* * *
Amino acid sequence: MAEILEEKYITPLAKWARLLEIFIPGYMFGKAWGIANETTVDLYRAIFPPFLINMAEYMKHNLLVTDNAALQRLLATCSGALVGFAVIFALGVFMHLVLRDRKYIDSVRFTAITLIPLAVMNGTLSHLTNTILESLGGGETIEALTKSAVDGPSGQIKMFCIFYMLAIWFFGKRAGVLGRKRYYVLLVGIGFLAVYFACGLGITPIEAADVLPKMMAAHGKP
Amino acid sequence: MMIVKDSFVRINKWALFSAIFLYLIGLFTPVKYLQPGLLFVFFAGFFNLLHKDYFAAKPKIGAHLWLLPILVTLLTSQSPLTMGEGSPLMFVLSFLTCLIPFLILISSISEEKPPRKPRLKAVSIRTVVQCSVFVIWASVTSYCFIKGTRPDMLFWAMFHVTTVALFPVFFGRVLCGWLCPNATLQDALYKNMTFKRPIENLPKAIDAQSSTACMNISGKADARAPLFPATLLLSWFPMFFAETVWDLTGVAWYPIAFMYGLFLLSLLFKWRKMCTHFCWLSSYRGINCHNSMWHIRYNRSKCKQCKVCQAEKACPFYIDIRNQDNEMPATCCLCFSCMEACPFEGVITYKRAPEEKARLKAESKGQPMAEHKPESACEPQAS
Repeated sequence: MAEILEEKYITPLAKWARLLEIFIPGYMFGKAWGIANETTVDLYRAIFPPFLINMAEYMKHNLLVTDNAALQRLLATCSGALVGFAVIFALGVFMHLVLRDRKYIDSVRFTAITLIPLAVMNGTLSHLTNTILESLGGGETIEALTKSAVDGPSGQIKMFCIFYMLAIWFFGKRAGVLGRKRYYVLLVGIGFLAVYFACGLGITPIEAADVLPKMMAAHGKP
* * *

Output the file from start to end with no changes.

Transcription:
Amino acid sequence: MAEILEEKYITPLAKWARLLEIFIPGYMFGKAWGIANETTVDLYRAIFPPFLINMAEYMKHNLLVTDNAALQRLLATCSGALVGFAVIFALGVFMHLVLRDRKYIDSVRFTAITLIPLAVMNGTLSHLTNTILESLGGGETIEALTKSAVDGPSGQIKMFCIFYMLAIWFFGKRAGVLGRKRYYVLLVGIGFLAVYFACGLGITPIEAADVLPKMMAAHGKP
Amino acid sequence: MMIVKDSFVRINKWALFSAIFLYLIGLFTPVKYLQPGLLFVFFAGFFNLLHKDYFAAKPKIGAHLWLLPILVTLLTSQSPLTMGEGSPLMFVLSFLTCLIPFLILISSISEEKPPRKPRLKAVSIRTVVQCSVFVIWASVTSYCFIKGTRPDMLFWAMFHVTTVALFPVFFGRVLCGWLCPNATLQDALYKNMTFKRPIENLPKAIDAQSSTACMNISGKADARAPLFPATLLLSWFPMFFAETVWDLTGVAWYPIAFMYGLFLLSLLFKWRKMCTHFCWLSSYRGINCHNSMWHIRYNRSKCKQCKVCQAEKACPFYIDIRNQDNEMPATCCLCFSCMEACPFEGVITYKRAPEEKARLKAESKGQPMAEHKPESACEPQAS
Repeated sequence: MAEILEEKYITPLAKWARLLEIFIPGYMFGKAWGIANETTVDLYRAIFPPFLINMAEYMKHNLLVTDNAALQRLLATCSGALVGFAVIFALGVFMHLVLRDRKYIDSVRFTAITLIPLAVMNGTLSHLTNTILESLGGGETIEALTKSAVDGPSGQIKMFCIFYMLAIWFFGKRAGVLGRKRYYVLLVGIGFLAVYFACGLGITPIEAADVLPKMMAAHGKP